In both my undergrad and postgrad, I learned all about proofreading symbols. There were exams, in-class group activities, and assignments to assess my knowledge and correct use of the marks. They’re really handy and if I have to edit a hardcopy of something, I will likely still use them.
But if I’m editing on my computer, as is becoming more common these days, I use the track changes tool in Microsoft Word. If you haven’t heard of this function, it’s basically a way to edit a document and have your edits remain clearly visible while you’re working.
Here’s an example of what a track change document can look like (I have Microsoft Word 2010):
You can add and delete things, change formatting, move content, and make comments without losing any of the original text. All of these notations are detailed in little bubbles that hang out in the document’s right-hand margin for easy viewing. If you decide you like something better, you can just right click on any edit (either in text or through the little bubble) and reject it.
A document with tracked changes can look like a dog’s breakfast while you’re editing. But if you go up to the toolbar, you can click on Final and it will show you exactly what the document will look like with all your changes implemented.
If you don’t like something and want to go back and change it, that’s fine. Just pop back into that dropdown menu where you found Final and click on Original: Show Markup. Or, if you want to go way back to before any edits were made, just click Original.
Clicking on any of these options doesn’t mean that you’ve lost all the work you just did. You can switch between them with a click of your mouse and see each stage of revision history.
If you’ve submitted something for editing and you get back a document with tracked changes, chances are you want to see exactly what this person has changed. But it can be a bit confusing, reading through the track changes and trying to figure out what’s been altered.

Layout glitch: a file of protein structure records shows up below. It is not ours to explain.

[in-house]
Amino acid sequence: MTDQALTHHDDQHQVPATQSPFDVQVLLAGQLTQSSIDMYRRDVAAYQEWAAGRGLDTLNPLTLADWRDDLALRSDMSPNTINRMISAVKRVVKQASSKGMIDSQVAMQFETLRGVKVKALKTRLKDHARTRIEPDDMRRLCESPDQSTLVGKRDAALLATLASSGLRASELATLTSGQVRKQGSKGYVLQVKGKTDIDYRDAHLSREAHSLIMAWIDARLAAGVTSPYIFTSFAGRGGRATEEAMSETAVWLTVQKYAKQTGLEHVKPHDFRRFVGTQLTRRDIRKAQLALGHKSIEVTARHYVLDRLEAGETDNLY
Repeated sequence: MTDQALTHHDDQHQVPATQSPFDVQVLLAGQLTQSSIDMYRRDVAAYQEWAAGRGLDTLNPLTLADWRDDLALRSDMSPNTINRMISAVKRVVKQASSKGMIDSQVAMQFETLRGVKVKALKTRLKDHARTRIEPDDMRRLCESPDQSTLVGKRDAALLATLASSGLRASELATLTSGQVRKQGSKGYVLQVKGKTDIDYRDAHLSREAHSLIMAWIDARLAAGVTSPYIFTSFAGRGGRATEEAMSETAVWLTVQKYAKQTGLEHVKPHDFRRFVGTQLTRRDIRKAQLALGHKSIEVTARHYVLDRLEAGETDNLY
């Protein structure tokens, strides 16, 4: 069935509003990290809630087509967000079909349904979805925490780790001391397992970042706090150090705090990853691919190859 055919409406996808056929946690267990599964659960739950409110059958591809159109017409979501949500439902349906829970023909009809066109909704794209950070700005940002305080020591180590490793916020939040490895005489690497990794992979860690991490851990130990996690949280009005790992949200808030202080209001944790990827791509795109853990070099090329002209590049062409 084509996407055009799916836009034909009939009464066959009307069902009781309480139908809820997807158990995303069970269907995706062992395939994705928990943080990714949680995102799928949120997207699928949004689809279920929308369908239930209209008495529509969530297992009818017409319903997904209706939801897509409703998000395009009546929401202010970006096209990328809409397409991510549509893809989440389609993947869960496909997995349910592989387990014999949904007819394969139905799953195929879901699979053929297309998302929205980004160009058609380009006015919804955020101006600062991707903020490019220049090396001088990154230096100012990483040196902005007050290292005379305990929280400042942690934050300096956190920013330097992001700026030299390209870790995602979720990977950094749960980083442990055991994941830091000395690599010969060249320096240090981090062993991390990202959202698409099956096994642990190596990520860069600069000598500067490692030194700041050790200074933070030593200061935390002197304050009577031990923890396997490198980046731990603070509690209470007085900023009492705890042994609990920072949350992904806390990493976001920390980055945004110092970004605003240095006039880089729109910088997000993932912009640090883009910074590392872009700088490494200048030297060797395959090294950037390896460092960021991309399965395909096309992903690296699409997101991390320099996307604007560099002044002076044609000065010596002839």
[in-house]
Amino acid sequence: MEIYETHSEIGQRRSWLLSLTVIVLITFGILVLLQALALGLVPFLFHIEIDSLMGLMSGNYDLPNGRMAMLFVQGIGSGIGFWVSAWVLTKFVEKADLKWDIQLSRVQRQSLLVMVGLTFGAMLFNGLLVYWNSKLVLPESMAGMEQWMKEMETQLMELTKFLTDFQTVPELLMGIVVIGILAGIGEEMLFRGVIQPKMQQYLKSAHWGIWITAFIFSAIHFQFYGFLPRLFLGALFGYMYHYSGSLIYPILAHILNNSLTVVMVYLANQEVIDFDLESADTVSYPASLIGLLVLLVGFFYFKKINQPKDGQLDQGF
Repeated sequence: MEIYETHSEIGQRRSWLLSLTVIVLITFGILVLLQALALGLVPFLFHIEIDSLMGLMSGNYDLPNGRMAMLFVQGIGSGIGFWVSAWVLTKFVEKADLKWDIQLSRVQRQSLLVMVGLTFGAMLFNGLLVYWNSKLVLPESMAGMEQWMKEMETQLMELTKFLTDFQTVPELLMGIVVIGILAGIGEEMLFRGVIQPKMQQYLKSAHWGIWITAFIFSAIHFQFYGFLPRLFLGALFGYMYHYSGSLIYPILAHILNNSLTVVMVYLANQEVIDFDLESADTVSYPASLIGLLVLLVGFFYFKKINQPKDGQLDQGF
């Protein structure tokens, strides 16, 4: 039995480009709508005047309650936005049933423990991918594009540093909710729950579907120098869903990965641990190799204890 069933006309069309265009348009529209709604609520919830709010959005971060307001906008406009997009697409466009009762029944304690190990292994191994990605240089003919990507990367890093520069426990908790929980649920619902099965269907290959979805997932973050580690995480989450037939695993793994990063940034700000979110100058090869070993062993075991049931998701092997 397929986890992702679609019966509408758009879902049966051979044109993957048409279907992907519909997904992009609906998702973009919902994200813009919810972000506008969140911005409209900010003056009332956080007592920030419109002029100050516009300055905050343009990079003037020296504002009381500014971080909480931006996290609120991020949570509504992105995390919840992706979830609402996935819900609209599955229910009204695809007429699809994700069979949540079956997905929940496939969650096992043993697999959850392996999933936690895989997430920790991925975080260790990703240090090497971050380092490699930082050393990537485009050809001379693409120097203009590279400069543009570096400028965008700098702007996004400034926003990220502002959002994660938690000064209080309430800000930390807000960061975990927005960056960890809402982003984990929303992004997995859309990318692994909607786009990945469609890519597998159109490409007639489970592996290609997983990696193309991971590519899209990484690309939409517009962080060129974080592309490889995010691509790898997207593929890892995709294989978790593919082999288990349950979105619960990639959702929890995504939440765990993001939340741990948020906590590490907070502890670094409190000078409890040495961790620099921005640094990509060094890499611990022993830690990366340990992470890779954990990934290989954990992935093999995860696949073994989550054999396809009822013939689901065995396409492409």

When I send back a document with tracked changes, I usually attach a couple of versions. One version will be [document name] with [my name] tracked changes. This is the document that I’ve worked on and has track changes clearly visible. The second document I attach will be [document name] tracked changes accepted.
It’s the exact same document, just saved with a different revision history visible so that the client doesn’t have to switch back and forth manually. The two documents can even be viewed side by side.
I recommend reading through the tracked changes accepted document first to get a sense of how the completed work flows. It can then be compared with the original document or with the other tracked changes document that I attached to the email.
The reason I do this is simple: personally, if I looked through the tracked changes first and saw all the things that had been altered or removed, I would probably get huffy and start saying things like, ‘That was a good sentence. I can’t believe they took that out!’
If I looked at the tracked changes accepted document with a clear mind to see how my editor envisioned the final product, I would be less likely to take offence to certain things. They’re not on the page in front of me so I might even forget about them.
It’s like rereading a book you haven’t touched in ages. Some things are familiar but other things take you by surprise. You realise that you like things you didn’t notice before or that certain things just don’t work for you. This is the closest I’ve ever come to being able to look at my work with fresh eyes because I just assume that a lot of things have been changed.
Instead of skimming over words, knowing or assuming what I’ve written, I can read it as a new piece of work. I say ‘assuming what I’ve written’ because if you’ve read something enough, you can often ignore a typo without meaning to. Seeing it anew, you can really take note of the sentence structure, and the way the work flows.
And remember, if you don’t like something, you can always make a note of it. That way, when you go back to look through the document with all track changes visible, you can reject the change. You don’t have to rewrite it or frantically leaf through piles of paper trying to find the version where you had that beautifully crafted sentence. It’s all still in the document, waiting for you with the click of a button.
If you want to know more about the finer details of the track changes tool, you can visit Microsoft’s track changes information page.